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Tuesday, August 04, 2009

Still to a Whisper

Still to a Whisper
by Katherine Scott Jones


The screen door slapped shut behind Alli, placing an exclamation point at the end of her work day. She hastened down the Bistro’s rough steps as an autumn wind whisked up from Saratoga Passage, cooling her face. After six hours of hustling in and out of the steamy kitchen, filling orders, she’d have welcomed a few minutes to savor the breeze. But the jangling of a distant bell told her she couldn’t afford even a moment’s respite.

She hurried on foot from the parking lot. Shoot, shoot, shoot. She’d been doing so well too—keeping a close eye on the clock, closing her stations well before quitting time. It was her last customer that sabotaged her best efforts. She might have stood a chance had it been anyone but Wanda Pettigrew. But Wanda loved to chat, and now Alli was late. Her tote thumped against her hip as she broke into a jog.


She turned off Front Street away from the bay, where sailboats were scattered like dice across the water. A few blocks later she stepped aside to let two bicyclists pass through the narrow schoolyard gate before taking her turn. Once inside, boisterous kids surged past her like a river around a rock. Alli followed the gravel pathway around the brick building to the

kindergarten classroom, passing the blue-and-yellow Big Toy, where two girls swung from the monkey bars.

Alli felt a lift of relief when she saw another mom in pink sweats and a baseball cap hurrying from the opposite direction toward the kindergarten wing. At least I’m not the only one. But then a qualm tightened her stomach as she rounded the corner. Even from here, Alli could see that her son was crying while his teacher, Mrs. Nichols, held his hand. Another little boy wearing a Seahawks windbreaker waited with them, but as soon as he caught sight of his mom in the pink sweats, he grinned and ran to join her.

As Alli drew near, Jack wiped his eyes with the back of a grimy hand. “Sorry I’m late, bubba.” She dropped to her knees and folded him in her arms, feeling a throb in her chest as if someone had bumped a bruise. “Were you worried?”

When he didn’t respond, Mrs. Nichols touched his shoulder. “Know what, Jack? I never got around to erasing the whiteboard this afternoon. Would you do that for me?” Mrs. Nichols gave her a look over Jack’s head.

Jack turned his face up to Alli.

I'll be right here,” she promised, and he headed back into the classroom, shoulders slumped beneath the straps of his Spiderman backpack. Alli turned to his teacher. “I’m so sorry, I got held up at work.”

The teacher offered a thin smile. “Jack had a rough day today.”

Alli frowned. “In what way?”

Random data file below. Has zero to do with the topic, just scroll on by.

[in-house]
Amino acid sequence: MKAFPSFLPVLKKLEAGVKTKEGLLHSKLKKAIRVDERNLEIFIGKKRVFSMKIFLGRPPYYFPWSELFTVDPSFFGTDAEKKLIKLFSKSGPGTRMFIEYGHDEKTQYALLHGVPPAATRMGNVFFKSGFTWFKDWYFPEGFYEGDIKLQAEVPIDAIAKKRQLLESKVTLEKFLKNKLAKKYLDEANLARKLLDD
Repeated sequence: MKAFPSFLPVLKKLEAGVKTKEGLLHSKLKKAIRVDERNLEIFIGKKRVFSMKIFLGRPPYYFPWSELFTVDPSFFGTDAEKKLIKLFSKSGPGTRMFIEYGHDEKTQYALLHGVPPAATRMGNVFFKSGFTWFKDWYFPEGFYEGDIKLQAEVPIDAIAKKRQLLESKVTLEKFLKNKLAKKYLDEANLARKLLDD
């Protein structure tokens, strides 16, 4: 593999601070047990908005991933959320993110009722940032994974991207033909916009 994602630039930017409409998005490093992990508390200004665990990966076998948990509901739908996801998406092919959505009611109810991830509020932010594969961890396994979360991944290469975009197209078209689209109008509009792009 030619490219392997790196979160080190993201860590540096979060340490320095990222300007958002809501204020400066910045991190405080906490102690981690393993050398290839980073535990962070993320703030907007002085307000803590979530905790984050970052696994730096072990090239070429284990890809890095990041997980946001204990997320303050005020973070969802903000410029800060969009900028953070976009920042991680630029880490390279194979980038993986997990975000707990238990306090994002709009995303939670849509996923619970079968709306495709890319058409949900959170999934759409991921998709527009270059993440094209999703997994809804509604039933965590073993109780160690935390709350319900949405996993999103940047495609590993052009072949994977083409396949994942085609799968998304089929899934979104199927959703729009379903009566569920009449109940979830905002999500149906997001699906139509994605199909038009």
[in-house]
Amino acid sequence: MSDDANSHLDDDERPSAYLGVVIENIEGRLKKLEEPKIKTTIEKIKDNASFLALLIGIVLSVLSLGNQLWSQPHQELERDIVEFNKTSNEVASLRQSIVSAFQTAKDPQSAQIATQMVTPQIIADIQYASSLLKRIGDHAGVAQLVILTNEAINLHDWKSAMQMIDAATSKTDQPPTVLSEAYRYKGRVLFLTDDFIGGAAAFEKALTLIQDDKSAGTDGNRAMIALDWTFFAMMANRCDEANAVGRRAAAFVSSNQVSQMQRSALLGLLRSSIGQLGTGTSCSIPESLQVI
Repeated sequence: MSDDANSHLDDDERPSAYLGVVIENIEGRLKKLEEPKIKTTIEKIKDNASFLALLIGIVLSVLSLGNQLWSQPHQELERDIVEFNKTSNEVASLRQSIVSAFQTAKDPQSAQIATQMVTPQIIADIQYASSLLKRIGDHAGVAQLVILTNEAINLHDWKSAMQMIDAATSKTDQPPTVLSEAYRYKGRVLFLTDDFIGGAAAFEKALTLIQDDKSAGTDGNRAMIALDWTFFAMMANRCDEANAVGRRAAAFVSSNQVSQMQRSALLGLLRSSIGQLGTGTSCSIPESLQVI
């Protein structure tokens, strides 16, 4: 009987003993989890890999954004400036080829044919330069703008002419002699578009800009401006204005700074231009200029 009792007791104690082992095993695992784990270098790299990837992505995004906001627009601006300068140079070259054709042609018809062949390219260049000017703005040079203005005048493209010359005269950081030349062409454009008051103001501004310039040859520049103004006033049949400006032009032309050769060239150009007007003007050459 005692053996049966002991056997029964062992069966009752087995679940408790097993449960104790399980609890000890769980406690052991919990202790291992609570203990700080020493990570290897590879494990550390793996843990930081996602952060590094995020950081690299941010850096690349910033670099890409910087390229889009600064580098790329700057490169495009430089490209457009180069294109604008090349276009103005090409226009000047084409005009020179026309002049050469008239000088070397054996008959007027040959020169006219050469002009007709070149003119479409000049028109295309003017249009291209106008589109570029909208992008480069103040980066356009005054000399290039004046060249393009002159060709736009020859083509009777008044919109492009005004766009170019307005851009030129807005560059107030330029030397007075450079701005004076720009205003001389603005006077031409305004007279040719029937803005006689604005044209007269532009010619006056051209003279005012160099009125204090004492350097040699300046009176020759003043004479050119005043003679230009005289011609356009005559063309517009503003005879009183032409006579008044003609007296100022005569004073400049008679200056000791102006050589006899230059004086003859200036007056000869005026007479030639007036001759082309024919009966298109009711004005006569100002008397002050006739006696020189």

“He took a swipe at another little boy on the playground during afternoon recess.”

“He—he hit someone?” The news caused an uneasy jump somewhere between Alli’s heart and her stomach.

“Well, he tried to, and that’s not like him. Forgive me for asking, but is everything all right at home? No significant changes?”

“I—no, none.” What exactly was she suggesting? “Other than his starting kindergarten, of course.”

“No new boyfriend, or a grandparent dying…?”

“Nothing like that.” Alli crossed her arms, ignoring the apprehension that tightened her insides. “Would you mind telling me exactly what happened? Did someone provoke him?”

“A first grader was teasing Jack at recess, but instead of telling a teacher, Jack tried to hit him. The other boy swiped back, and then a teacher stepped in.”

So he was provoked. “Why wasn’t I called?”

“Since it was a first offense, we thought we could wait to tell you. We’ve spoken to both boys and trust the issue’s resolved.”

“What was the boy teasing Jack about?”

“Neither of them would say.”

Jack emerged from the classroom. “All done, Mrs. Nichols. Got everything erased.”

“Good boy,” Mrs. Nichols’ smile etched grooves around her pale blue eyes. Then she crouched so she was eye-to-eye with Jack. “What happened today on the playground isn’t going to happen again, is it, Jack?”

He shook his head, and Alli, looking down at her small son, ached to pull him close, to press her lips into the soft, sweaty skin of his neck.

“Didn’t think so.” Mrs. Nichols straightened with a smile. “We’ll see you tomorrow for a better day, all right?”

Alli thanked the teacher and reached for Jack’s hand as she led him from the school. Not until they’d turned onto Front Street, far away from Mrs. Nichols’ keen eye, did she allow her pent-up doubts to tumble free. Her son, picking fights in kindergarten? Even if he had been provoked—how could this be? A part of her wanted to disbelieve Mrs. Nichols. But Jack’s teacher, with her long cotton skirts and sensible clogs, had always struck Alli as eminently trustworthy. If she said it was true, it must be.

Alli glanced down at Jack, who kept his gaze fixed on his Spiderman sneakers. “Mrs. Nichols said you got into trouble today on the playground. Want to tell me about it?”

“Not really.”

“She said another boy was teasing you. Is that true?”

“I guess.”

“What did he say?”